Asians and Pacific Islanders are known to under use mental health services (Browne, Fong, & Mokuau, 1994). Consistent with low utilization of mental health services, Native Hawaiian elders have a relatively low suicide rate of 35 per 100,000, approximately half the overall rate of the entire state of Hawai’i (64 per 100,000) (Kanaiaupuni, Malond, & Ishibashi, Accessed August 22, 2007). Similarly, among Palauans 90 years of age and older, the occurrence of mental illness was reported to be infrequent (Jensen & Polloi, 1988). By contrast, another study found that elderly Asian Pacific Islanders have poorer mental health compared to Caucasian elders. In this study, the authors also found within-group differences and concluded that recent immigrant groups and colonized populations were at highest risk for mental health problems (Browne et al., 1994).
Among persons aged 65 and older, the estimated U.S. prevalence of dementia ranges from 6-9% (Galasko et al., 2007). However, among Guamanian/Chamorros, the point prevalence of all-cause dementia was 12.2% (Galasko et al., 2007). In Guam, a distinct syndrome termed the “parkinsonism-dementia complex” (PDC) has been described as a neurodegenerative disorder identified only in Chamorros (Galasko et al., 2007). The prevalence of the PDC syndrome, which is clinical equivalent to Alzheimer’s disease but presents with Parkinsonism in addition to dementia, was 8.8% (Galasko et al., 2007; Winton et al., 2006). Palauans 90 years of age and older were found to have a 25% prevalence of mild dementia and a prevalence of 42% for moderate or severe dementia (Jensen & Polloi, 1988).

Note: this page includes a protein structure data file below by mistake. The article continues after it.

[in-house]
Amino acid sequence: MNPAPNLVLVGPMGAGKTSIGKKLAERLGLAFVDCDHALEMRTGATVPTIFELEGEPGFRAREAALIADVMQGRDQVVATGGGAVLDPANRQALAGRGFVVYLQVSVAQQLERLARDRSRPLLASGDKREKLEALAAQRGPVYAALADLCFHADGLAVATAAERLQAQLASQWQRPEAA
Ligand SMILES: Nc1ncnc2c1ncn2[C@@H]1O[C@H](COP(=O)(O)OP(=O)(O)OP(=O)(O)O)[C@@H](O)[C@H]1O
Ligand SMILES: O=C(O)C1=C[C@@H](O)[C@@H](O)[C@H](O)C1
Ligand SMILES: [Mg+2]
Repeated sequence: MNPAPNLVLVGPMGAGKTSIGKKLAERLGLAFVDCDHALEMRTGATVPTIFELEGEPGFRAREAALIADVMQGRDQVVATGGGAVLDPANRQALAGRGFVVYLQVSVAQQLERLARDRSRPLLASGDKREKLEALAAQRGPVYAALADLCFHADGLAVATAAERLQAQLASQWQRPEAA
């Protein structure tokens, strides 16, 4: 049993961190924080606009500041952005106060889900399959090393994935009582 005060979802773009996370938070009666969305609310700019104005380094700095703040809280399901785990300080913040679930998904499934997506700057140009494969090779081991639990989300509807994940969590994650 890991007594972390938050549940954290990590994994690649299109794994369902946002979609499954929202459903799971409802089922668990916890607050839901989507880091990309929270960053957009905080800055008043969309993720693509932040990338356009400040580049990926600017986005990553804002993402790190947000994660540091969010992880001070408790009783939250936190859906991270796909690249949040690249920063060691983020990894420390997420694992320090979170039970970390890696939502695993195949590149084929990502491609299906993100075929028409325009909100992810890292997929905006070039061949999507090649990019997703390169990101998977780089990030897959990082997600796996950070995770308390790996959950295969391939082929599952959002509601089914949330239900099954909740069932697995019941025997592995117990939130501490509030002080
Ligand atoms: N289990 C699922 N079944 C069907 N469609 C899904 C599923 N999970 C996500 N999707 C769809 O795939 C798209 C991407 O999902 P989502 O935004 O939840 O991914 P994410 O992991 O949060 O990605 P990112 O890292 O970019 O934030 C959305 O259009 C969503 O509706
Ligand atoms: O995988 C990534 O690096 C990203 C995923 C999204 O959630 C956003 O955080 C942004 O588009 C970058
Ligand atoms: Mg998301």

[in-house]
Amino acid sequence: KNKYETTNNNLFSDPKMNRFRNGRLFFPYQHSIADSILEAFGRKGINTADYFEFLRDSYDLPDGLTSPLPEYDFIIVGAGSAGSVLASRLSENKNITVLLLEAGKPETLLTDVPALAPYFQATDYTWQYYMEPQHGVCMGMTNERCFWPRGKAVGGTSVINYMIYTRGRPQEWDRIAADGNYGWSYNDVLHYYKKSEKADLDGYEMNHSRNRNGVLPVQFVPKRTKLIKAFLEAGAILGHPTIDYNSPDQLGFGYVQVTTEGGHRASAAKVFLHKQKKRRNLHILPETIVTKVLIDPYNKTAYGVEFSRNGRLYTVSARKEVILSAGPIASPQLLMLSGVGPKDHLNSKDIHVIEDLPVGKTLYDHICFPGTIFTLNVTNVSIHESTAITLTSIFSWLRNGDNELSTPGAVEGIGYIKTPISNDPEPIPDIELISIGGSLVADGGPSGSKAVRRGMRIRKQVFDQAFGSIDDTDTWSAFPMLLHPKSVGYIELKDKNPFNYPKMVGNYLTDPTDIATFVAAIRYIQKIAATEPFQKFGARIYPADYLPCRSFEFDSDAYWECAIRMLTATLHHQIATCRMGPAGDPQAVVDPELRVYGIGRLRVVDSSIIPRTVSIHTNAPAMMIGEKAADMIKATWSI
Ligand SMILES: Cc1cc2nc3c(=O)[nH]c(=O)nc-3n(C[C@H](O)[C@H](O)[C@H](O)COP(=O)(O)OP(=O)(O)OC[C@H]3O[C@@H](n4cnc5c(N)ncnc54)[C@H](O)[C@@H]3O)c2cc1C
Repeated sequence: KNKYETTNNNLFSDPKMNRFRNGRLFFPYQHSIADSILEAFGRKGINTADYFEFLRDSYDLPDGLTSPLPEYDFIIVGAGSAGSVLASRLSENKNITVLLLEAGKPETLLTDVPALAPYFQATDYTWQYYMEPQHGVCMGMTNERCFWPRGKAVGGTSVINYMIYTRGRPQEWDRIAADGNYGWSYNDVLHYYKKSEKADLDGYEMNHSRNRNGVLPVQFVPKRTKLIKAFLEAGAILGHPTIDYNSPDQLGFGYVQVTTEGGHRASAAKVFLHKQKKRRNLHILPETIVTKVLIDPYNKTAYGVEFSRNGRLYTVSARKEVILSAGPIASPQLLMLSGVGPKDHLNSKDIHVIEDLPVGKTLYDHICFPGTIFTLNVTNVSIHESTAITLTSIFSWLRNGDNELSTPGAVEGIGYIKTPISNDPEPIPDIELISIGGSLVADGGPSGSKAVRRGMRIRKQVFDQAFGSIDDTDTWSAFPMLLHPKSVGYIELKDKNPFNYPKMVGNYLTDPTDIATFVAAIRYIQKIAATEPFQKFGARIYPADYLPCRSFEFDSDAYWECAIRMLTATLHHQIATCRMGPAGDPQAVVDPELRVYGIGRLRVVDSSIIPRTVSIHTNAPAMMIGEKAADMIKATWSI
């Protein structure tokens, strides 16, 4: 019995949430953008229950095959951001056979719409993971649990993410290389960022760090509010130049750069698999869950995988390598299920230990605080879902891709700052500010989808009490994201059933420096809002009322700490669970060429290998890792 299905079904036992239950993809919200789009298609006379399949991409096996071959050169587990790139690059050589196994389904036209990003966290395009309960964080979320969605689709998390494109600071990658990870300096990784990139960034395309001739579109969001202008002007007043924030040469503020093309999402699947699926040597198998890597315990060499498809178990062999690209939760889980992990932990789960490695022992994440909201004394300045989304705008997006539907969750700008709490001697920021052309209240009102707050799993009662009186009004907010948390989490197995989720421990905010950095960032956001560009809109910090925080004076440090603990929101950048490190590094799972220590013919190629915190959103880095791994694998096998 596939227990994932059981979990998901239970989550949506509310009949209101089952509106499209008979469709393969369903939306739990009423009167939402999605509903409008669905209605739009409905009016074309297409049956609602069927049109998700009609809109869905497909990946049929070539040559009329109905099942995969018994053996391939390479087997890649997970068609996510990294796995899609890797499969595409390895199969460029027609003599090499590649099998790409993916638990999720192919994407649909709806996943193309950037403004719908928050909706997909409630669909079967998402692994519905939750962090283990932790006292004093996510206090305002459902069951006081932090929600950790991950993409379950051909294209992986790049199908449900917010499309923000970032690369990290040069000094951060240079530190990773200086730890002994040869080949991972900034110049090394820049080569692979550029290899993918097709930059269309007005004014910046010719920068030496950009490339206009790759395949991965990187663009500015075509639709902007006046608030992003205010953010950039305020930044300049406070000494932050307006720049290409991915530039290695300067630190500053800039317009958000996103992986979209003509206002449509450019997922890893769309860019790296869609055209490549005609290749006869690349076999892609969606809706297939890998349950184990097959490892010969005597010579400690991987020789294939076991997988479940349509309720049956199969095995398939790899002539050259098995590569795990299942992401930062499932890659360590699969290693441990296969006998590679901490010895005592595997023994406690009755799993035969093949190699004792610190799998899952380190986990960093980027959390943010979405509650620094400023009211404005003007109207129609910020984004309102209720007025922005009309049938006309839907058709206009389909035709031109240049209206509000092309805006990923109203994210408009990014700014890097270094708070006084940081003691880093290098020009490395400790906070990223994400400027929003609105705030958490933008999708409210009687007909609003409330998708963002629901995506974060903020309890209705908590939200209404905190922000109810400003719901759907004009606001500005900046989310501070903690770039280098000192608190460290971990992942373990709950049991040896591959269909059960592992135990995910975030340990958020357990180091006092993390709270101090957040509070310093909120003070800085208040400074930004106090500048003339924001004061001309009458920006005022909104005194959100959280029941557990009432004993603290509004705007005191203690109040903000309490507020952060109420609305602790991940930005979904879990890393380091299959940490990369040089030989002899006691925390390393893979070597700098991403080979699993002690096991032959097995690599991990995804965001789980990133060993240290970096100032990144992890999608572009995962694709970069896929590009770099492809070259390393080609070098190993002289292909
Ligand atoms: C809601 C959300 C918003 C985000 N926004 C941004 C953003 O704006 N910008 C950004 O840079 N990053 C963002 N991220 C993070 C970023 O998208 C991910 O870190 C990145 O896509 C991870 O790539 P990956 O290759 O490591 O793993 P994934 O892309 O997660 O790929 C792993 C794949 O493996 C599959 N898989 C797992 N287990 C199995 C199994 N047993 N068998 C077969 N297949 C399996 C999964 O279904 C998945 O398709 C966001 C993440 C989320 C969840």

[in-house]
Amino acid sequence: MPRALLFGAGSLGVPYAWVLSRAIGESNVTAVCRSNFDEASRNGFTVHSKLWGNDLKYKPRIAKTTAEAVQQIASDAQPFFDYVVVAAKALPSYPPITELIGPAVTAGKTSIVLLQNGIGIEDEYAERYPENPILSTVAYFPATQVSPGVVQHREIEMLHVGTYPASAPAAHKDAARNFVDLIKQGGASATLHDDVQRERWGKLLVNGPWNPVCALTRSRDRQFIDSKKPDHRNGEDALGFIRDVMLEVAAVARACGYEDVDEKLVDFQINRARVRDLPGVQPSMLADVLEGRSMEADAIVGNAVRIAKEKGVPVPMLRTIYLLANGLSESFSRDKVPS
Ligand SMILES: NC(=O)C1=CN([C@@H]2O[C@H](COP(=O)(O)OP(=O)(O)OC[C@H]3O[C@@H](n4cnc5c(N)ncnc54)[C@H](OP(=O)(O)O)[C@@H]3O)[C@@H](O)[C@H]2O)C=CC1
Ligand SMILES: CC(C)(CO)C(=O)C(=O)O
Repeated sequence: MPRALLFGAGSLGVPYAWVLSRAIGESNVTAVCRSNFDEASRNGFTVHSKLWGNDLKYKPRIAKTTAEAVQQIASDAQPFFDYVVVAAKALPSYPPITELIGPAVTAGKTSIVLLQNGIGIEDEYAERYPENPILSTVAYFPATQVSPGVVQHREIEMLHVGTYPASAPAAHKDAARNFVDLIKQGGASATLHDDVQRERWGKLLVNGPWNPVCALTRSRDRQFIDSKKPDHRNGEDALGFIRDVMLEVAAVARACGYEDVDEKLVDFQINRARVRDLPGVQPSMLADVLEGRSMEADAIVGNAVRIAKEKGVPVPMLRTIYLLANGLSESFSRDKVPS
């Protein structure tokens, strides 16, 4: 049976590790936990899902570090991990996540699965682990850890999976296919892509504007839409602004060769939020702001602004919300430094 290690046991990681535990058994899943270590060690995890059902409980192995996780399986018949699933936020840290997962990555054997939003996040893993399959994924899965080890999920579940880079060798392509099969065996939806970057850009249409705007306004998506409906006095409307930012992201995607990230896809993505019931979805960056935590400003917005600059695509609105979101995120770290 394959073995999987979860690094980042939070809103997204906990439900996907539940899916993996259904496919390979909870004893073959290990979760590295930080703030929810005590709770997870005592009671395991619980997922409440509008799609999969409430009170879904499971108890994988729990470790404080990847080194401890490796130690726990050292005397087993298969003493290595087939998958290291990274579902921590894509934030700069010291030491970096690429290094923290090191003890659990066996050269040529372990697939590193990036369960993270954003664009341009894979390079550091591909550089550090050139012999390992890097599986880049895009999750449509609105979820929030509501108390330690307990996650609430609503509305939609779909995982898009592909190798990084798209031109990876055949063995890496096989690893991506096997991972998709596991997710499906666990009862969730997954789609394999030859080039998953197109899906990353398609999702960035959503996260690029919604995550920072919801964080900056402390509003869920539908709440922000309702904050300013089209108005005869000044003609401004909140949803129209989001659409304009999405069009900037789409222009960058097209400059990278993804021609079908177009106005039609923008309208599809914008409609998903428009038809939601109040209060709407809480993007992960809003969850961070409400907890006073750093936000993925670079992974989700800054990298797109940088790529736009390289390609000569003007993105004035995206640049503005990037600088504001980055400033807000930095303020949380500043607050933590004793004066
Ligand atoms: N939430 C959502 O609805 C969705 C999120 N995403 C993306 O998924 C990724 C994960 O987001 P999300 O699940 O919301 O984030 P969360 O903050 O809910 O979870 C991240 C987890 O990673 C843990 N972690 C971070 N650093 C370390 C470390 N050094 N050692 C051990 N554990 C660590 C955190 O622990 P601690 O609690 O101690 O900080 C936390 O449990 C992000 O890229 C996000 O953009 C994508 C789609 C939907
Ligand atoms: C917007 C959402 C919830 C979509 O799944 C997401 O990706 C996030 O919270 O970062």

- Utilization of mental health services by Native Hawaiians and other Pacific Islanders is low compared to Caucasians.
- Suicide rates in Native Hawaiians and Pacific Islander elders are lower than Caucasian elders.
- Individuals at highest risk for developing mental health problems are reported to be those individuals who are immigrants or who are from colonized populations (i.e. Native Hawaiians, Marshallese, etc.).
- Dementia disproportionately affects some Pacific Islanders and is reportedly 2-fold higher compared to Caucasians.